Shot to center stage by his film's selection as the #1 undistributed movie by the 2011 Village Voice Critics Poll and buoyed by a rare "I hated it so much I loved it" review from New York Times' chief critic A.O. Scott, director Alex Ross Perry is in the enviable position of having been interviewed about his film, The Color Wheel, almost too much.
The Color Wheel is the story of two relentlessly dislikeable siblings, Colin (director Perry) and J.R. (co-writer Altman), careening into disappointing adulthood on two separate, but equally disquieting trajectories. I sat with co-writer and star Carlen Altman for some fresh insight into the film, and (maybe) life.
If you're not already on your way out of town or to the beach, let's face it: You'll probably spend this beautiful, sunny, bonus-day weekend on your couch, catching up on lapsed episodes of Game of Thrones, or, god forbid, Girls and wondering what everybody else is doing. Put down that bag of Match-Light and stop contemplating a trip to Reno for a second and consider spending your precious time in the dark enjoying some of this weekend's film picks instead:
Crossroads, one of longstanding film non-profit SF Cinematheque's big events, takes over the Victoria Theatre this weekend to present 52 experimental short films, including three live performance pieces, separated into eight programs. What's that? You don't like experimental film? Well sha… go ahead and skip down to the end of the article, there are other films playing in town.
For the drink recommendations in this week’s Picks & Drinks, I paid a visit to the lovely Harmony Fraga and her ‘Executive Assistant’ slash Party Motivator Michael Lopez at their slick Fillmore lounge The Social Study. Situated as it is, the Social Study was in a prime position for many early morning coffee runs during the two weeks of the SF International Film Fest, and I was excited to hear how their nighttime menu of unique beer- and wine-based cocktails would stack up to this week’s best indie offerings.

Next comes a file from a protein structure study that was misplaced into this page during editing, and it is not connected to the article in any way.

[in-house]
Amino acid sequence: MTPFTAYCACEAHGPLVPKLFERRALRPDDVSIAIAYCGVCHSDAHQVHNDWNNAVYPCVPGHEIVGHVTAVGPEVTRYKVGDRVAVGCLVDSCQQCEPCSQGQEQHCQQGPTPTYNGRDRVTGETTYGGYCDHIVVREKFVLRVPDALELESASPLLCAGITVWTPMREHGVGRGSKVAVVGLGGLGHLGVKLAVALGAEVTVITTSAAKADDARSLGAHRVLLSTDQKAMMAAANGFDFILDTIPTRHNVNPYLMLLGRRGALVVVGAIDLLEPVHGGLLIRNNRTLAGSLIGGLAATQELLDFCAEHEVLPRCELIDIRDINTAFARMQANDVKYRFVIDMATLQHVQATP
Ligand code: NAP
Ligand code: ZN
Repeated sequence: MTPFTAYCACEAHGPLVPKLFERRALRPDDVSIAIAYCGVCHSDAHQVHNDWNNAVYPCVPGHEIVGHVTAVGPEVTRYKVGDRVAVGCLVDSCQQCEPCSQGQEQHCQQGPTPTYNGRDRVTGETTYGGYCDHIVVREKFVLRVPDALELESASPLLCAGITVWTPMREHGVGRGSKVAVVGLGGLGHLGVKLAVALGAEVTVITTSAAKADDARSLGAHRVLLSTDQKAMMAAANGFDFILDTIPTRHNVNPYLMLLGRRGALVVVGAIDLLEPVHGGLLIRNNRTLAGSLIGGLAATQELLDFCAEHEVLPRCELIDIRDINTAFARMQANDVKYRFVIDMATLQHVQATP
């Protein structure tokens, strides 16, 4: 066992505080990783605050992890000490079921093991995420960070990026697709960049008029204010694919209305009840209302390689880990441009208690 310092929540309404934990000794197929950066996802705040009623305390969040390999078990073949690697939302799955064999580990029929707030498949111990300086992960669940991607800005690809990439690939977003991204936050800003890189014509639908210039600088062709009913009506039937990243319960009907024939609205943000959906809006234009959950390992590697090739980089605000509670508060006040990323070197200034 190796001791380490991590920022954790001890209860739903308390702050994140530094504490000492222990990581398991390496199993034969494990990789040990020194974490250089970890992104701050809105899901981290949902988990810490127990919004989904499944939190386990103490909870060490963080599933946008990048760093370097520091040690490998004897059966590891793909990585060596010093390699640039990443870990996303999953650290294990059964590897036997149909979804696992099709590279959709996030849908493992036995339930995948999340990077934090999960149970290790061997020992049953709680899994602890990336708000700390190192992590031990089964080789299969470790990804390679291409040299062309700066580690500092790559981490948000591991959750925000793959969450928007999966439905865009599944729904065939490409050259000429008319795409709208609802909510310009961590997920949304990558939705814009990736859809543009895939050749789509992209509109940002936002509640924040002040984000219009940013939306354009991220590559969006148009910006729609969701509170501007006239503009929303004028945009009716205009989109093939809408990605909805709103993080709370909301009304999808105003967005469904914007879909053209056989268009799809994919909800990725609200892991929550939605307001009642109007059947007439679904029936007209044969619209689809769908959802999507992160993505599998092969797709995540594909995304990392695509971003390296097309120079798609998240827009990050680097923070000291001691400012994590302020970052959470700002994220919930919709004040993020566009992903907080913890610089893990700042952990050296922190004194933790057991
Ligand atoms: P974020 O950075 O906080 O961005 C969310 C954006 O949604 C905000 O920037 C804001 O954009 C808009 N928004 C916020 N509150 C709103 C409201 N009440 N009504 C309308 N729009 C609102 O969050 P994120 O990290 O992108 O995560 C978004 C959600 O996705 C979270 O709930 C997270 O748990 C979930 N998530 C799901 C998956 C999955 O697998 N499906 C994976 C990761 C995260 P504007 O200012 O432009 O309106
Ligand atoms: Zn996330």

Seven Things to Do with a Buddy (Before You're Dead), After You See This Week's Midnites for Maniacs
This weekend Jesse Hawthorne Ficks' excellent and audacious Midnight for Maniacs film series returns to the Castro this Friday with a triple dose of palate cleansing power violence that he's chosen to call "Stranded with a Buddy." If your parents came home late when you were a kid, you've probably seen at least one of these films at least ten times, but nothing beats watching them from a plush seat at the Castro with a couple hundred of your weirdest friends.
The San Francisco International Film Festival hit its halfway mark last night, but there are still plenty of sights yet to be seen at this city’s largest film bash. I invited Hell on Frisco Bay’s Brian Darr to join us again with his seven picks from the final week’s screenings and events:
I'm working at the San Francisco International Film Festival this year, which means that by the well-tread 'rules of journalism' it wouldn't really be proper for me to cover it. Nonetheless, it's definitely the biggest event of the year for Bay Area film buffs, and 7x7 wouldn't want to leave you in the dark without a flashlight–especially with over 170 films on the docket. I've recruited a friend of mine, Hell on Frisco Bay's Brian Darr, to give you his picks for the first week of the fest:
Farewell, My Queen
If you have friends, someone has probably invited you to see the mega-hit "The Hunger Games." Or told you its entire plot over a water cooler when you just wanted to go home. Or engaged you in a philosophical discussion of its implications on contemporary feminism over organic coffee and gluten-free donuts. However, if you live your life on the internet and have virtually zero friends like me, you’ve probably noticed that a whole lot of people have compared it to a 12-year-old Japanese movie called "Battle Royale."
San Francisco is pretty much fanboy heaven. We don’t just have comic book shops, we have a comic book lounge that may or may not be run by a Super Villain. Other cities have book clubs and pool tournaments; we have PetchaKutcha and Nerd Nite. Even our alternative culture is perpetually on the edge of descending into total geek-dom - supposedly adult Burning Man Festival points at a very specific desire, to dress up like someone else, to cosplay (costume play).
Morgan Spurlock’s new film, Comic-Con: Episode IV – A Fan’s Hope, is about just that desire.
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